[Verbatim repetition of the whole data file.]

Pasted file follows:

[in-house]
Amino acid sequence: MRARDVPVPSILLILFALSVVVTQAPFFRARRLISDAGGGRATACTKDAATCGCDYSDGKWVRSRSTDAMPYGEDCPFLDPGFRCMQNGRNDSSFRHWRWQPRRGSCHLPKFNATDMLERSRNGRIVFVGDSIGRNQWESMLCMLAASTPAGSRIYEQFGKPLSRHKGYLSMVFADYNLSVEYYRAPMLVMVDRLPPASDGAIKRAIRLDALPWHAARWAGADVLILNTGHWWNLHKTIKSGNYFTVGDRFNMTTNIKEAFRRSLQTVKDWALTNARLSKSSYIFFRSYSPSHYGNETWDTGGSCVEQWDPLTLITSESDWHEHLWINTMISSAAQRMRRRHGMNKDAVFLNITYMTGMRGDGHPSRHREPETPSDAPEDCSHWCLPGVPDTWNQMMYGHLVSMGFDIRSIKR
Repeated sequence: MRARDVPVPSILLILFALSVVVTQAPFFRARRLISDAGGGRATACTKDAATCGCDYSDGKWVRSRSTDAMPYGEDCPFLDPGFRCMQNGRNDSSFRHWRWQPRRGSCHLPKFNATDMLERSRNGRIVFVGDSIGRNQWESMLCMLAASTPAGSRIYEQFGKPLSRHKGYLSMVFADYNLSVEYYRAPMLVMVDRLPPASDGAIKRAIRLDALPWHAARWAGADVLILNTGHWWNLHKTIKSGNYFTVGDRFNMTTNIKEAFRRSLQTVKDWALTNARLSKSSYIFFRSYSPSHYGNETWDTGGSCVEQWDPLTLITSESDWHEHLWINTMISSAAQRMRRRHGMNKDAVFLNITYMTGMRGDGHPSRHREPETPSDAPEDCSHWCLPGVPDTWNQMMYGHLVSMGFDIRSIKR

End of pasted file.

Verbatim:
[in-house]
Amino acid sequence: MRARDVPVPSILLILFALSVVVTQAPFFRARRLISDAGGGRATACTKDAATCGCDYSDGKWVRSRSTDAMPYGEDCPFLDPGFRCMQNGRNDSSFRHWRWQPRRGSCHLPKFNATDMLERSRNGRIVFVGDSIGRNQWESMLCMLAASTPAGSRIYEQFGKPLSRHKGYLSMVFADYNLSVEYYRAPMLVMVDRLPPASDGAIKRAIRLDALPWHAARWAGADVLILNTGHWWNLHKTIKSGNYFTVGDRFNMTTNIKEAFRRSLQTVKDWALTNARLSKSSYIFFRSYSPSHYGNETWDTGGSCVEQWDPLTLITSESDWHEHLWINTMISSAAQRMRRRHGMNKDAVFLNITYMTGMRGDGHPSRHREPETPSDAPEDCSHWCLPGVPDTWNQMMYGHLVSMGFDIRSIKR
Repeated sequence: MRARDVPVPSILLILFALSVVVTQAPFFRARRLISDAGGGRATACTKDAATCGCDYSDGKWVRSRSTDAMPYGEDCPFLDPGFRCMQNGRNDSSFRHWRWQPRRGSCHLPKFNATDMLERSRNGRIVFVGDSIGRNQWESMLCMLAASTPAGSRIYEQFGKPLSRHKGYLSMVFADYNLSVEYYRAPMLVMVDRLPPASDGAIKRAIRLDALPWHAARWAGADVLILNTGHWWNLHKTIKSGNYFTVGDRFNMTTNIKEAFRRSLQTVKDWALTNARLSKSSYIFFRSYSPSHYGNETWDTGGSCVEQWDPLTLITSESDWHEHLWINTMISSAAQRMRRRHGMNKDAVFLNITYMTGMRGDGHPSRHREPETPSDAPEDCSHWCLPGVPDTWNQMMYGHLVSMGFDIRSIKR